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SaaS Nation Army
February 19, 2019 at 5:15 PM
by Chris Young

I recently returned from my second go-round at the SaaStr Annual event in San Jose and the atmosphere and sense of community that founder, Jason Lemkin, has generated there continues to impress. There were some 10,000 people in attendance and the event just keeps on growing. It helped highlight for me this incredible decade-plus run that SaaS is on. It also underlined what a great community there exists within this space, a community of old (and new) successful founders & CEOs presenting advice and lessons learned (as well as real hands-on guidance) to the legion of up-and-coming SaaS entrepreneurs that surround them.


And it truly is a community. You’ve got the old guard teaching the new guard in a meaningful way, advising entrepreneurs across a spectrum of issues ranging from how to build your sales or engineering teams to the best way to grow your ARR to 100MN in 3 years. In my 13 years helming two businesses we never had this kind of a resource at our disposal. It’s like having access to a founder’s playbook and the impact is undeniable: Look how effective this community has been in jumpstarting and fostering huge companies from within its ranks all while creating, by some estimates, over 100 SaaS unicorns over the past 10 years.

You’ve got companies like Vox, Stripe and Slack that have all emerged out of this SaaS community over the last 5 years. You’ve also got massive companies like Qualtrics, who recently sold for $8BN to SAP, or Zendesk, that went public and is currently worth $8.2BN market cap (as of 2/13/19) and shows no signs of slowing. The point of this story is that within this SaaS community an awful lot of people are getting to the promised land — not to mention the myriad companies that are sitting in Series D rounds that value them at +1BN.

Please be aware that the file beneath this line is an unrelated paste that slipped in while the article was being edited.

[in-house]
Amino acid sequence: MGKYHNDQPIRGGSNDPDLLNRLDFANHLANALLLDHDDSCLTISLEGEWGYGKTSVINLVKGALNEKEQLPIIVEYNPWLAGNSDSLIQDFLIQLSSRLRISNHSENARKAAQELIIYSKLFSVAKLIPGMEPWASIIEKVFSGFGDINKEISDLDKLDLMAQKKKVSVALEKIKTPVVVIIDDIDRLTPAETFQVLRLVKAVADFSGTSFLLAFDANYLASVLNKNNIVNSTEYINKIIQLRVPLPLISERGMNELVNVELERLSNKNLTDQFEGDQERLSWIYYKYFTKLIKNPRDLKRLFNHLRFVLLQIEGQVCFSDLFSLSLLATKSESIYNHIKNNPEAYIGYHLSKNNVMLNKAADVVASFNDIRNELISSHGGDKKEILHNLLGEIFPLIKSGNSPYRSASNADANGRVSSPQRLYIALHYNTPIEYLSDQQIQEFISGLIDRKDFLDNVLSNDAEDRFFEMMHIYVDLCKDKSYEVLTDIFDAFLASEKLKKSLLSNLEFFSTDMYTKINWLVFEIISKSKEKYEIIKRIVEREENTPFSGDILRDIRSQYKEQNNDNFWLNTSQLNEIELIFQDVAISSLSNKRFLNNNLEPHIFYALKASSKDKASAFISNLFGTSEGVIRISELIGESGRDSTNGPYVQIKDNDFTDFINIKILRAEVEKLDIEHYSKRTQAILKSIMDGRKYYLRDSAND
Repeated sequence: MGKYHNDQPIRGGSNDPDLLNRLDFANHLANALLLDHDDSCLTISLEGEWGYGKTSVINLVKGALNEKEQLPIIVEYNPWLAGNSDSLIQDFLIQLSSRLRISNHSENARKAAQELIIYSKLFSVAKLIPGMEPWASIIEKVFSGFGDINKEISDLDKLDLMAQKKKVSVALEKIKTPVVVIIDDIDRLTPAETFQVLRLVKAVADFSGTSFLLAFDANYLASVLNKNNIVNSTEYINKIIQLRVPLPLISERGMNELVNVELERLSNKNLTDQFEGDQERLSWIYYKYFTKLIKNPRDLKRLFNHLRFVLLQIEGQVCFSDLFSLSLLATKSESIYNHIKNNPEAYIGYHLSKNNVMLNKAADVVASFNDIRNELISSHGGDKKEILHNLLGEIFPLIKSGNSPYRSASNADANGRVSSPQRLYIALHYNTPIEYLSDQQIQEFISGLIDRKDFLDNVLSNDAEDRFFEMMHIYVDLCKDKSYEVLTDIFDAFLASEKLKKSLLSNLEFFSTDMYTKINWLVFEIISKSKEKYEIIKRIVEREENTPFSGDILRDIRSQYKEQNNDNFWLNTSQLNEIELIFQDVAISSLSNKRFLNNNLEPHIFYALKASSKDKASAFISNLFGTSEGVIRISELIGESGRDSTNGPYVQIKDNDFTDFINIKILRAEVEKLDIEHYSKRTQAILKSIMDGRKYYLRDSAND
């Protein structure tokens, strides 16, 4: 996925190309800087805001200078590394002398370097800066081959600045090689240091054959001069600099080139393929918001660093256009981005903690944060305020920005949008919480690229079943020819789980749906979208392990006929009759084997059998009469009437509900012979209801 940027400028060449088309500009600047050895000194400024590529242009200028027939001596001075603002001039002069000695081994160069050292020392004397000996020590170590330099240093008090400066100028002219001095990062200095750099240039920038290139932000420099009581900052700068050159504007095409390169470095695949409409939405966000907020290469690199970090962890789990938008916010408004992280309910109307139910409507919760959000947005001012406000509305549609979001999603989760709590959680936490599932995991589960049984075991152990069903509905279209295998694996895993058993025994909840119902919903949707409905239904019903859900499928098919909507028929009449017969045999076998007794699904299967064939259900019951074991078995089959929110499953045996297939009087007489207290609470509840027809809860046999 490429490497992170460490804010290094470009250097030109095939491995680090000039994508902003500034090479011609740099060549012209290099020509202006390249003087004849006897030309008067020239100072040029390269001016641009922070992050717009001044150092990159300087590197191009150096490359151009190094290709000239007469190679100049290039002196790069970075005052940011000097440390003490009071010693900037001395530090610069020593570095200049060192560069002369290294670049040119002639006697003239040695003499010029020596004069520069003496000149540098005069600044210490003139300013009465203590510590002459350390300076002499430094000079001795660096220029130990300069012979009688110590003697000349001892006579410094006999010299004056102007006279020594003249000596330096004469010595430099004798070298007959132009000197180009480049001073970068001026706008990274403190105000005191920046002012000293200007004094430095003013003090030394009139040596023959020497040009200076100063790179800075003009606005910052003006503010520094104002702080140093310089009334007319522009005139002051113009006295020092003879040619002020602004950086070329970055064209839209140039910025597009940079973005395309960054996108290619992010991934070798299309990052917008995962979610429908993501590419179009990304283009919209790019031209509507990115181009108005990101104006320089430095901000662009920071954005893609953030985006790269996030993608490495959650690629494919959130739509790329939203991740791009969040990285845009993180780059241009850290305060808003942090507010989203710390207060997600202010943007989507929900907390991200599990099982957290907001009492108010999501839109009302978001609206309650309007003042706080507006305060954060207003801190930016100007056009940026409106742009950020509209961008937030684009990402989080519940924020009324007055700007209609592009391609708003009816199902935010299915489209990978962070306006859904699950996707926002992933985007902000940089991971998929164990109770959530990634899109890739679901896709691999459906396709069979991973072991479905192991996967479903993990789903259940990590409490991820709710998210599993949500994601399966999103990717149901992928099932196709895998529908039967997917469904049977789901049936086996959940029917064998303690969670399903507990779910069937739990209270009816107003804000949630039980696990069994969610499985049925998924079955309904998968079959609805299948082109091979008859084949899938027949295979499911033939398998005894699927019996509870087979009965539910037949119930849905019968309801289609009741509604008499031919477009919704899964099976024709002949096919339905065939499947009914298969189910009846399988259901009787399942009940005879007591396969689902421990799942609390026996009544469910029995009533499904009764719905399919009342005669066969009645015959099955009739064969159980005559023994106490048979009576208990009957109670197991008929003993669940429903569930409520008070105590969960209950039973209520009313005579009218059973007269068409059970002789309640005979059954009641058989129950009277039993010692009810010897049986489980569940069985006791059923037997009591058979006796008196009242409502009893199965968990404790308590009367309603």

So why does this decade plus SaaS moment show no signs of ebbing? Why are so many of these SaaS businesses continuing to find such success? In short, what makes SaaS so damn attractive?


Well, part of the reason is that — in a Be Like Bezos World — global enterprises have little choice but to embrace SaaS. There is an existential imperative for them to take on a “software frame of mind“ and they need what these SaaS companies are selling. Even non-tech companies and SMBs are finding it a matter of necessity — even survival — to reimagine their businesses through SaaS. This is not a revelation anymore. It’s gospel.

And these low-tech/no-tech industries and enterprises are actually vital to the continued Golden Age of SaaS. As they adapt and utilize advanced technologies to transform their own spaces it opens up new vistas for SaaS companies to operate in, effectively nullifying the potential for over-saturation or constriction that can accompany fierce completion in a given space. Both of these factors would significantly dampen the SaaS run, otherwise.

You also can’t overlook the fundamental tech nature of these platforms — deploying best in class AI & ML, their ability to parse data very quickly and efficiently (given cheapness of Cloud/data storage), etc. As advanced technologies become the standard across sectors, SaaS’s inherent tech nature makes it a natural extension of these general trends happening across global enterprises, SMBs and low tech/no tech industries and businesses.


And that makes for a unique community